Is a Marmot a Rodent? Understanding the Taxonomy and Characteristics of Marmots

Marmots are large squirrels with brown fur, large incisors, and short but strong legs. They are known for standing upright, especially when frightened, and they are also loud whistlers. Their natural habitats are in mountains and plains in North America, Asia, Canada, and Europe.

While the above information gives you an idea of the animal, it’s not enough to help you categorize or classify them well. Therefore, it’s crucial to understand the taxonomic classification of the marmots so you can study them better.

The article covers the taxonomy and morphological traits of the marmots to help you understand them better.

Is Marmot a Rodent?

Most people often wonder, is a marmot a rodent? This is because most popular rodents are small, like rats, house mice, Mus, and hamsters, to name a few.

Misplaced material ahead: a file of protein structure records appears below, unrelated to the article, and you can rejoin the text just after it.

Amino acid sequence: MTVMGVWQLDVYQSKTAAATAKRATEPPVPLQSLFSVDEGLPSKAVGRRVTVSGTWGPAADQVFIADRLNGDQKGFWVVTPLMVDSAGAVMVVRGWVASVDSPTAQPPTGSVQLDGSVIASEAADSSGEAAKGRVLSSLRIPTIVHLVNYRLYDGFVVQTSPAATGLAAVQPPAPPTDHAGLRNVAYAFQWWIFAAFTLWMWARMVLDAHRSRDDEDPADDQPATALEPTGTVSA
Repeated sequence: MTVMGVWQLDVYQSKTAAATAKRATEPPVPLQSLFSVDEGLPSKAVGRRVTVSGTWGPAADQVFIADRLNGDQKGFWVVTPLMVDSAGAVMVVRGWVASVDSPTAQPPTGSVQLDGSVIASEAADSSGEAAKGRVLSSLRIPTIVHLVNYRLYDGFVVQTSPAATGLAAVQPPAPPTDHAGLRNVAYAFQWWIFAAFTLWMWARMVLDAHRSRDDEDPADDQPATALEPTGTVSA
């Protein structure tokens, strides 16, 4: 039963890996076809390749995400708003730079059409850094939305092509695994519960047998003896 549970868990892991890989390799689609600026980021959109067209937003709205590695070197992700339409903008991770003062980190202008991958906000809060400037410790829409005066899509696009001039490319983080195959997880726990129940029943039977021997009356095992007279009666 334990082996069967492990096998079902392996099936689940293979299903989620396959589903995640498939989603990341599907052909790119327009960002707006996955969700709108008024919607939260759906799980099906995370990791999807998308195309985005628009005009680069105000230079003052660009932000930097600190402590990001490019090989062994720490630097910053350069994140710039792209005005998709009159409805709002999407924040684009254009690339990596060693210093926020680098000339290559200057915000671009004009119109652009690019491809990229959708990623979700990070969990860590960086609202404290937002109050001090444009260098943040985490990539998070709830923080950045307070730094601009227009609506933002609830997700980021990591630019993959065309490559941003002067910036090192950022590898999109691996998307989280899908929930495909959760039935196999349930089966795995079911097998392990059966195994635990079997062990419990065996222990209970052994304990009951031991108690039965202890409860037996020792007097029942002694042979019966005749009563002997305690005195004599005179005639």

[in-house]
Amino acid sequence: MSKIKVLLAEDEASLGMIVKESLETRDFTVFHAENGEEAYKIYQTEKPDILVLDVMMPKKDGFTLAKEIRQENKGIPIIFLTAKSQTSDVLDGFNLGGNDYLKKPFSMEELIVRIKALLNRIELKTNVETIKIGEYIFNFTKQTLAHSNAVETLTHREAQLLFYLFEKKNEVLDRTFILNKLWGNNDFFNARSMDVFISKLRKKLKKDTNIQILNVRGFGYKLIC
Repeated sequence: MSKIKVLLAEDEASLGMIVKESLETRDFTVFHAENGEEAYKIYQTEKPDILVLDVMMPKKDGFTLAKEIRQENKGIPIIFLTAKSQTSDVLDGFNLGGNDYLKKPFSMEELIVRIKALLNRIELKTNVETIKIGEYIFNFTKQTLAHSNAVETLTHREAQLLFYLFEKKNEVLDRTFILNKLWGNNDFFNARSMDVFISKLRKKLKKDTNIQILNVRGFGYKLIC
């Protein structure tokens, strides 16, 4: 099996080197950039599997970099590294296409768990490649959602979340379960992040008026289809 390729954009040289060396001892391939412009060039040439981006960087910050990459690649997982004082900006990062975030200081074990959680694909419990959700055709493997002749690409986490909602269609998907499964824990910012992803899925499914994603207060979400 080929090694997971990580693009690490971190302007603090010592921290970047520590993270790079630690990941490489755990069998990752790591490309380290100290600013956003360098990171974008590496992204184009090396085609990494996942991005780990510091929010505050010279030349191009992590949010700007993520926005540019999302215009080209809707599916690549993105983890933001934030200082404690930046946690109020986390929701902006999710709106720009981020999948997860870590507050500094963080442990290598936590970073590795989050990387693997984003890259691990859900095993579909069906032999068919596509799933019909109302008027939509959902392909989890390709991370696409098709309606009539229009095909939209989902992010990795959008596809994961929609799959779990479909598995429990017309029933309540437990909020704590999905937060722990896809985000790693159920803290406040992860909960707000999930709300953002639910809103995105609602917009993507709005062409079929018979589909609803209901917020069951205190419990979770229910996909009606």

The short answer is yes. Marmots are rodents and among the largest members together with the groundhogs. They weigh between 6.5 and 15.5 pounds (3 and 7 Kg) with some species weighing more than others. The Olympic marmots are among the larger ones weighing up to 13.8 pounds (6.3 kg).

Is Marmot a Rodent

Despite their big size, which is not a common attribute of a rodent, they have several characteristics that other rodents do. Among the things that help in Marmot classification is the sharp single pair of upper and lower incisors that they use to gnaw on various types of vegetation.